Rainbow Rowell is the queen of nostalgia - her books are perfect at conjuring up feelings and thoughts and situations from the past.
I adored both Fangirl and Eleanor & Park (I haven't read Attachments) so it was with both excitement and trepidation that I approached Landline, Rowell's forthcoming novel. I wondered how I'd find her writing when the book was aimed at adults, and whether it would hold the magic of her YA books.
Georgie McCool's marriage is in trouble. Her husband has taken their two children to his mum's house for Christmas, while Georgie stays behind to write the sitcom that will make her career. Only, now that Neal and the kids are gone, Georgie knows things are beyond wrong.
When she uses the old landline in her mum's home to try and call her husband, she finds herself communicating with a Neal from the past. Is this the perfect opportunity to fix her marriage before it breaks? Or is it a chance to never start what is now making her so sad?
Landline is full of great, flawed characters, like the previous Rowell books I've read. Georgie is likeable, but also clueless at times. Neal in the present time, who we barely see, comes across as a great dad, but also as closed off emotionally. Georgie's writing partner Seth is charming, but clearly lonely. Georgie's mum is hilarious, and her sister is sweet and supportive.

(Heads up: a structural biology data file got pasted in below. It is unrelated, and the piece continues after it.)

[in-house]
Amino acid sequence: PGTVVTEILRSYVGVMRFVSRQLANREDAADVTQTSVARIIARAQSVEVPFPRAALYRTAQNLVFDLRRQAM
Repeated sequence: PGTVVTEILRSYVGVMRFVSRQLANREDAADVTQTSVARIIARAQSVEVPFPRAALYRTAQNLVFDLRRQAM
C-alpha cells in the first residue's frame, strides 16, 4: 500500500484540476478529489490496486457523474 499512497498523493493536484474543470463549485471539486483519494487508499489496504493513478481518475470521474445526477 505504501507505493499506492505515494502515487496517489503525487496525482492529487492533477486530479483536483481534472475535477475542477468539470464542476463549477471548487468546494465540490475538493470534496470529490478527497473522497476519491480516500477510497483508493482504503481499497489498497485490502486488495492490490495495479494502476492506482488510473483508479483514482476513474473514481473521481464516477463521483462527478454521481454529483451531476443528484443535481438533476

But that's just one way of looking at the characters. Rowell takes us back into the pasts of all those we encounter, giving us a glimpse into what made them the people they are in the present time. Georgie's memories show her as even more clueless when she was at university, while Seth is selfish. We see a closed off Neal in the past, who opens up emotionally to Georgie as he learns to love and trust her.
Landline isn't just a doom and gloom serious book though. It's full of lighter, genuinely happy moments (Georgie's sister's budding romance), and funny ones (Georgie's mums, the pugs). Rowell knows that to tug at the heartstrings you sometimes have to give a little reprieve as well.
And being an adult novel, there is a lot more light and shade within the book, with characters coming to adult solutions about their problems. At times I did feel a little confused, as Rowell's style for her adult novel is similar to that for her YA ones, and I sometimes felt I needed more of an obvious difference. Still, I loved this book, which is as as beautifully written as Fangirl and Eleanor & Park, and will no doubt introduce her to a new audience who haven't yet had the pleasure of her writing.
•Landline is released on July 31.
How I got this book: From the publisher, Orion. This did not affect my review.